Donald Trump's political home in his native New York City is several miles — and a ferry ride — from Trump Tower.
Staten Island, New York's self-proclaimed "forgotten borough," is a hidden bastion of Republicanism in one of the most liberal U.S. cities, separated from the rest of the city both geographically and politically. A sprawling suburb of low-rise buildings that resembles the towns of neighboring New Jersey, Staten Island has long been isolated from the bustling metropolis.
It takes $16 in tolls to cross the Verrazano-Narrows Bridge from Brooklyn to Staten Island. Many tourists who ride the iconic free Staten Island ferry never depart the terminal and simply wait for the next boat back to Manhattan. And for decades, the island's most recognizable landmark was a dump that took most of the city's garbage and was once the largest landfill in the world.
Frequently the butt of jokes by other New Yorkers, the island's voters even considered secession in 1993.
And unlike the Democratic politics that dominate the rest of New York City, Staten Island's political power structure is controlled by Republicans; while Mayor Bill de Blasio, a liberal Democrat, captured 73 percent of the citywide vote in 2013, he lost Staten Island to a poorly-funded, longshot Republican challenger.
And when Trump, just two days before the crucial New York primary, campaigned here on Sunday, the warm reception he received stood in stark contrast to the anger of thousands of protesters who greeted him in Manhattan days earlier.
"Staten Island is a great place," said Trump, who does not currently own property on Staten Island but recalled the four summers decades ago he worked in a development here for his father's real estate business. "We have safety on Staten Island. We have great police, great people on Staten Island and I know it so well."
Trump on Sunday first received the endorsement of the New York Veteran Police Association, an obscure police organization, and then spoke to the Richmond County (Staten Island) Republican Party's annual Lincoln Day brunch, an event that normally draws 350 people and this year packed in more than 1,000.
"Mr. Trump has a wide following, we could have sold twice as many tickets as we did," said John Antoniello, chairman of the Republican group. "These are his people. Staten Island is a real base of support for him."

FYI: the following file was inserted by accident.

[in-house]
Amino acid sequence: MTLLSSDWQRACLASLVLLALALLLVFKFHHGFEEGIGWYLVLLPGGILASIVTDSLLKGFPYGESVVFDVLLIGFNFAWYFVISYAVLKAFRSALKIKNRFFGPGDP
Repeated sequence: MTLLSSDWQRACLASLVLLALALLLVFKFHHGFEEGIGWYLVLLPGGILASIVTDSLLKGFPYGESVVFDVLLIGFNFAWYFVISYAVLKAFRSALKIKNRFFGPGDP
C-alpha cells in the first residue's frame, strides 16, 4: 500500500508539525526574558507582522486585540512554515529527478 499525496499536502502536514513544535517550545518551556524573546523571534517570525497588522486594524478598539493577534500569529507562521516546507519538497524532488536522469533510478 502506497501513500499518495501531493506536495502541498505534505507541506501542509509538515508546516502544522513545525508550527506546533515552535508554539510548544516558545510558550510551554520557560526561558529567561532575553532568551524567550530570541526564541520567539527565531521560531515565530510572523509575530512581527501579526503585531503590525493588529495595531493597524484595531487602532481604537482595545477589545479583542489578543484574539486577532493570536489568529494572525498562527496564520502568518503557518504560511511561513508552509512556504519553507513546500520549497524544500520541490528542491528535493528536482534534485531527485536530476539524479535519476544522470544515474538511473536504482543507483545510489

The chanting, cheering crowd stood for Trump's entire 25-minute speech and many in the audience said they felt grateful the celebrity businessman was spending time in an area "left behind" by the Democrats who run City Hall.
"People will see that we're really a slice of Middle America buried in a big city. We love our country and we don't see things like they do," said Claire Chesnoff, a real estate agent. "We're our own little town. We are all working people who have earned what we have."
Hillary Clinton also campaigned on Staten Island on Sunday, so the national spotlight shined on the borough — home to just 470,000 of New York City's 8.5 million residents — for the first time since Eric Garner, an unarmed black man, was placed in a fatal chokehold by a white police officer in 2014, setting off waves of protests.
Clinton struck a message of bipartisanship at a rally Sunday evening, talking about working with Republicans during her time in the Senate. She praised President George W. Bush for providing funding to rebuild New York City after the 9/11 terrorist attacks and said: "I have no time for people who are partisan for the sake of being partisan."
Trump — who eschewed his trademark rallies elsewhere in New York City, only appearing at a pair of local Republican events — was born in the borough of Queens yet lives in a Midtown skyscraper and has a glitzy image synonymous with Manhattan's glamour. But many of his Staten Island supporters said they felt the billionaire real estate mogul could relate to their quiet borough that is home to scores of police officers and firefighters and lost nearly 300 people in the September 11, 2001, attacks.
"Mr. Trump says what he means and means what he says. He's not a phony," said Mildred Amatrudo, an administrative assistant. "We have different values than the rest of the city. They don't understand us or care about us. They're a different city."